Home Energy Covid-19 disruptions in the clean cooking sector

Covid-19 disruptions in the clean cooking sector

by David Njugi

Just like COVID-19, lack of access to clean cooking solutions continues to be a huge crisis. The pandemic has led to many planned events and celebrations being shelved.

During the festive season, the World Health Organization (WHO) predicted a spike in COVID-19 cases ahead of the festivities that are known to promote social gatherings.

At the same time, locally, the government urged Kenyans to minimize traveling upcountry. Despite the restrictions and disruptions, one thing solidly remained the same, “cooking in most households”.

The majority of households in rural areas use open fires and solid fuels to prepare the various delicacies, harming not only the environment but also their health.

Whereas cooking is a fundamental part of life, it is also an activity that brings families together and has cultural and social significance worldwide. In some developing countries like Kenya, solid fuels like wood and coal are often used as traditional stoves for cooking.

Such polluting fuels and technologies result in household air pollution, causing respiratory illnesses, heart problems, and even death. Evidence from the WHO indicates that indoor air pollution causes more than 4 million premature deaths every year globally—50% being children under 5.

“We have to do things differently, disrupt our way of thinking, as business-as-usual will not enable us to achieve our global and national aspirations.” – Hon. Simon Kachapin, Chief Administrative Secretary, Kenya Ministry of Energy

Research carried out by the Clean Cooking Alliance shows that the use of open fires and solid fuels for cooking is one of the world’s most pressing health and environmental problems.

Additionally, the report indicates that women and children are disproportionally affected by this massive global challenge, suffering from toxic smoke, time poverty, and the consequences of deteriorating environments.

A 2020 World Bank report dubbed, The State of Access to Modern Energy Cooking Services, paints a clear picture. It states that the world remains off-track by current estimates to meet the UN Sustainable Development Goal SDG 7 target, aiming to ensure access to affordable, reliable, sustainable, and modern energy for all.

Additionally, it shows that in 2018, only 63% of the global population had access to clean cooking fuels and technologies.

Up to 34% of wood fuel harvested is unsustainable, contributing to environmental degradation and climate change. The contribution of these fuels to land cover change depends on the rate of extraction and productivity of woody biomass in the affected regions.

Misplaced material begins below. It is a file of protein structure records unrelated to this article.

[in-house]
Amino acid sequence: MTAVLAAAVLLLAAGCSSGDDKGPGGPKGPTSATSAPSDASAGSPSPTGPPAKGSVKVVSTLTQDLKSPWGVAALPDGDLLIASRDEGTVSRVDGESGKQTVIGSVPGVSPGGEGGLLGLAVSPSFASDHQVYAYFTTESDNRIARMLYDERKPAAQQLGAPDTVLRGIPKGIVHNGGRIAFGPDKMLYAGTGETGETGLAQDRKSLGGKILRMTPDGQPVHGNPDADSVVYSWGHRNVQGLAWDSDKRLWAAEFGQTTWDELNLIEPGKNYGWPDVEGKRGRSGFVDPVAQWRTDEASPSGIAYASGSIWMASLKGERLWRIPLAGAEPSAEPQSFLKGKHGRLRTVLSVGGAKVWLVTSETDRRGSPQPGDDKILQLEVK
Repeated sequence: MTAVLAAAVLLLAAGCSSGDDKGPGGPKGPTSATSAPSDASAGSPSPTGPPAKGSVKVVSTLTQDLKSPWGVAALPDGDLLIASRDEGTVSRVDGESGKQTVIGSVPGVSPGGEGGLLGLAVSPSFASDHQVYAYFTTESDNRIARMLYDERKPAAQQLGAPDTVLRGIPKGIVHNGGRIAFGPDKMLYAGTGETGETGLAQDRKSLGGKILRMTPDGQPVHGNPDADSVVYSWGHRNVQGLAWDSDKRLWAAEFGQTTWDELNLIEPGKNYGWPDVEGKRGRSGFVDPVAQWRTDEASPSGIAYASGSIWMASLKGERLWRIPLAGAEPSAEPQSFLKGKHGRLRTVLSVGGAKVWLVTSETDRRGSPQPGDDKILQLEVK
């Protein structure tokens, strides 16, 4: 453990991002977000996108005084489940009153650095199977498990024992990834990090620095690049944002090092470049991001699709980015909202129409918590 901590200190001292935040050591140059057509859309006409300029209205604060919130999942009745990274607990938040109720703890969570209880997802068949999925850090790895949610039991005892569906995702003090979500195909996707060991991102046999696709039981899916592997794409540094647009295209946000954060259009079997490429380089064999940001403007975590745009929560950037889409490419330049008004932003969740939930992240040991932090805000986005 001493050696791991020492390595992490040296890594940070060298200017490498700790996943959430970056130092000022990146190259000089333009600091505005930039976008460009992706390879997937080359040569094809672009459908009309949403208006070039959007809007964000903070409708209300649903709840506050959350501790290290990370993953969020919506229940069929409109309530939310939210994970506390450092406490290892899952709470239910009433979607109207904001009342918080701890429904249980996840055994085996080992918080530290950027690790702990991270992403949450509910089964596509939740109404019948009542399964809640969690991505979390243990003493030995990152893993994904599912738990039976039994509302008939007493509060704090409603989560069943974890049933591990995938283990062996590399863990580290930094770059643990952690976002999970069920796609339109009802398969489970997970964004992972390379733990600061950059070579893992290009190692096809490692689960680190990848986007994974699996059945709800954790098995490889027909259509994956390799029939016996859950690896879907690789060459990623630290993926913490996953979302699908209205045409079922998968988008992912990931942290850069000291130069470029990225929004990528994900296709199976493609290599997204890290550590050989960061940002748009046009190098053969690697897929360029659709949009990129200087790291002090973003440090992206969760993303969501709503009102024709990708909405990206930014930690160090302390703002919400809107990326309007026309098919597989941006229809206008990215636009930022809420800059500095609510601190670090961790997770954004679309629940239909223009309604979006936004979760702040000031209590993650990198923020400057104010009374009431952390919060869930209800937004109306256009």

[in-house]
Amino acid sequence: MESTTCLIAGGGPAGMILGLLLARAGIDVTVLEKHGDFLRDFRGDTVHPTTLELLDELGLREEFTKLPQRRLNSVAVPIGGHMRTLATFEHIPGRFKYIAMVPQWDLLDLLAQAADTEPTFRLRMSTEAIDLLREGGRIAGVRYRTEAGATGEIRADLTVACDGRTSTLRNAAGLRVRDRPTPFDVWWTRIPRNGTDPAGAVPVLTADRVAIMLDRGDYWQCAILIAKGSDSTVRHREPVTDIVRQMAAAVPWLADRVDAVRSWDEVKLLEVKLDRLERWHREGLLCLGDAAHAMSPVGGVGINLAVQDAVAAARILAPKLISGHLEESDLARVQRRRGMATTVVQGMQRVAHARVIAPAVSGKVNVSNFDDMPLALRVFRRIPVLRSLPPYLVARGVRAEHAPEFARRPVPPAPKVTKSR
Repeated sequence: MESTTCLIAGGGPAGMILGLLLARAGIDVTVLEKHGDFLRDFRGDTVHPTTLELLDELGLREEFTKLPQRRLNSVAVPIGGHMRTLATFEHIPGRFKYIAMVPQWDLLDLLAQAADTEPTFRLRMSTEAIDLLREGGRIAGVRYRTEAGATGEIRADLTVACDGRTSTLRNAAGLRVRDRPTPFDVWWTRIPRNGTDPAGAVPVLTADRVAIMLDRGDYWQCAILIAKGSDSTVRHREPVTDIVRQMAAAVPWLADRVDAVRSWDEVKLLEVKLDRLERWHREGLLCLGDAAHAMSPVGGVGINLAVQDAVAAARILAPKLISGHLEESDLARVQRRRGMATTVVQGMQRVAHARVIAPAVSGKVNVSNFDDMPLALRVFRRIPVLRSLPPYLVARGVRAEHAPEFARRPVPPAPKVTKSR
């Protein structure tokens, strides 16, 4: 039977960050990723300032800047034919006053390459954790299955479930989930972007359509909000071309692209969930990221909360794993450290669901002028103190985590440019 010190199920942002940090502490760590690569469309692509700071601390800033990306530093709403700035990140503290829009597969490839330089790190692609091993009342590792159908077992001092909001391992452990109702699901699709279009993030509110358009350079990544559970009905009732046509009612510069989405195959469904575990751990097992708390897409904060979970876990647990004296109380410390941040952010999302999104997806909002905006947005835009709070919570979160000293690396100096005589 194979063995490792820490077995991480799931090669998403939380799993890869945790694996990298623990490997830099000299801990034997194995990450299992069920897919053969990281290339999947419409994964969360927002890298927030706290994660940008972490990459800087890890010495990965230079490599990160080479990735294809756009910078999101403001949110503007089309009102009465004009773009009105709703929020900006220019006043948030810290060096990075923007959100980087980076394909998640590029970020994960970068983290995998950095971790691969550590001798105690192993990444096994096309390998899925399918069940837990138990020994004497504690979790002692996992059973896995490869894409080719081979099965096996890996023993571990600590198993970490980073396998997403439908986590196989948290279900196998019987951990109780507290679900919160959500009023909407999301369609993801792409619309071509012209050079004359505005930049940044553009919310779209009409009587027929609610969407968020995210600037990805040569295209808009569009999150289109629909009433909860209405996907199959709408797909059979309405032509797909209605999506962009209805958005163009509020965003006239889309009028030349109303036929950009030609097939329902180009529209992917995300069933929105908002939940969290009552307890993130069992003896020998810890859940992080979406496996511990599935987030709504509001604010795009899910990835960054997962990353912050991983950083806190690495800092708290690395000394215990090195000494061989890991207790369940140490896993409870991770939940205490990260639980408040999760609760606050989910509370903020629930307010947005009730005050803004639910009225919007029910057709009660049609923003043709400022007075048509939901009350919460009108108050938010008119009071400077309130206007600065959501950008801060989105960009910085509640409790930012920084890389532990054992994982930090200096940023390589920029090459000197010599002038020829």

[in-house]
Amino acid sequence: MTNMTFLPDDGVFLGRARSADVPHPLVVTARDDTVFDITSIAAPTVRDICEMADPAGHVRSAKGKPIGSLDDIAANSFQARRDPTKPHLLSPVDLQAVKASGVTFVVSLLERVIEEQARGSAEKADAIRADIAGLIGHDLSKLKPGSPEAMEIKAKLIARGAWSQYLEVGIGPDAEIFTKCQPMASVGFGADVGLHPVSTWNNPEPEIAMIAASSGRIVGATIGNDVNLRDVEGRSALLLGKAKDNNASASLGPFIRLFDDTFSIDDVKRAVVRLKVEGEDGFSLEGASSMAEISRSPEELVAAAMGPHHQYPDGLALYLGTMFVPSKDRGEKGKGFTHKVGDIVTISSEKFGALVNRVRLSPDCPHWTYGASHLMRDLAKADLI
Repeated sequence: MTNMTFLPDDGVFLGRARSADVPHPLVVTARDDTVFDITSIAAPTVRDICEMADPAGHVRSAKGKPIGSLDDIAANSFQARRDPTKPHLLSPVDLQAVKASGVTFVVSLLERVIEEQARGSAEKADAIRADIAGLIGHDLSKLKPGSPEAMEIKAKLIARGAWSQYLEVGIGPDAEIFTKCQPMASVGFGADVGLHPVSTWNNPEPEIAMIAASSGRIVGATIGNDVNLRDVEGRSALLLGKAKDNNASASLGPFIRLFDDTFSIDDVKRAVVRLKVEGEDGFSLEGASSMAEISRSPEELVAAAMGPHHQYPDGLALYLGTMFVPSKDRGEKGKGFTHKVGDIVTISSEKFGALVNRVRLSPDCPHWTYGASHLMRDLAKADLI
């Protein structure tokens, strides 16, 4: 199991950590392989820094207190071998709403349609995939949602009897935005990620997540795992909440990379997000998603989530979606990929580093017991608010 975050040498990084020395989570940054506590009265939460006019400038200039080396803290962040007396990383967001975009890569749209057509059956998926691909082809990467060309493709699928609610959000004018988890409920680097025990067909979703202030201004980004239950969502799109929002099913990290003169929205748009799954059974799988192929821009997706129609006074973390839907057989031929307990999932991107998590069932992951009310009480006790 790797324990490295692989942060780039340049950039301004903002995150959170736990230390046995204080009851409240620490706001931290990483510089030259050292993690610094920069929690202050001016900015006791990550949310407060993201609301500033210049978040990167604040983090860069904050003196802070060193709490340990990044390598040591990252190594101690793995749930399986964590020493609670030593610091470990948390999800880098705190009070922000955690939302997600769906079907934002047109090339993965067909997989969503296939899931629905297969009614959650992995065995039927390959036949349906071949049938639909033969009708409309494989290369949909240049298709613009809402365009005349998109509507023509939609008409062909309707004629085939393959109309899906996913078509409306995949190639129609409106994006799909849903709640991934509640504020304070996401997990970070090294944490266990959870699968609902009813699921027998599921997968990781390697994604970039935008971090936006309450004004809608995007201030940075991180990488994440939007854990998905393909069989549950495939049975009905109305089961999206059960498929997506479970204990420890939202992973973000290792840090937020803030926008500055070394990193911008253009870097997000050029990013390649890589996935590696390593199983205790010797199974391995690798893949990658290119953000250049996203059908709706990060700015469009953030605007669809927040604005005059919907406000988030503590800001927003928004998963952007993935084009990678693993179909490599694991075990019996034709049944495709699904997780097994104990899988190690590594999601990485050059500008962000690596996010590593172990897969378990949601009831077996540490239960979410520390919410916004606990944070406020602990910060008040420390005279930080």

While the focus is often on “natural forests”, affected areas include woodlands, shrubland, plantations, woodlots, and other communally managed resources, as well as roadsides and riparian zones. The high percentage of use of these fuel woods and charcoal has resulted in over 13 million tons of wood consumed by Kenyans annually.

The COVID-19 global pandemic affected several aspects of life and further underscored the interlinkages between traditional cooking, gender, health, and the environment.

Some preliminary studies carried out directly linked COVID-19 and air pollution indicating that people with severe underlying respiratory health conditions caused by air pollution were more likely to be affected by COVID-19 and are less likely to recover.

This linkage suggests a heightened risk for women across all age groups and children who cook using traditional technologies and fuels; as they are exposed to high concentrations of pollutants while using these unclean technologies. Reducing air pollution exposure often realises immediate health benefits.

The government has supported the clean cooking sector through the reduction of the import duty on solid biomass stoves and inputs used for their manufacture and assembly; a zero-import duty for cookstoves and their raw materials for 2019/2020 among others. Although this has been seen in the past, recently the government signed into law an introduced14% Value Added Tax (VAT) on previously exempt items.

These items include taxable supplies incurred on construction of the assembly, manufacture, or repair of clean cookstoves among others. The introduction of VAT on these clean cookstoves will in turn increase their cost to Kenyans who cannot afford alternative sources of energy for cooking. This will further affect the universal energy access goals as envisioned in the SDG 7 and the Kenyan SE4ALL action agenda.

In light of the above, efforts to expand and improve access to clean cooking must be comprehensive and expeditious.

There is a great need to support and prioritise the sector by embracing clean and efficient cookstoves and fuels, this way, we can transform the way Kenyans cook, saving lives, improving livelihoods, empowering women, and protecting the environment simultaneously. With a continued focus and targeted implementation efforts, clean cooking can directly deliver gains across 10 of the SDGs and contribute to an enabling environment for achieving the entire Agenda 2030.

The writer is CEO, Clean Cooking Association of Kenya, Mr. David Njugi

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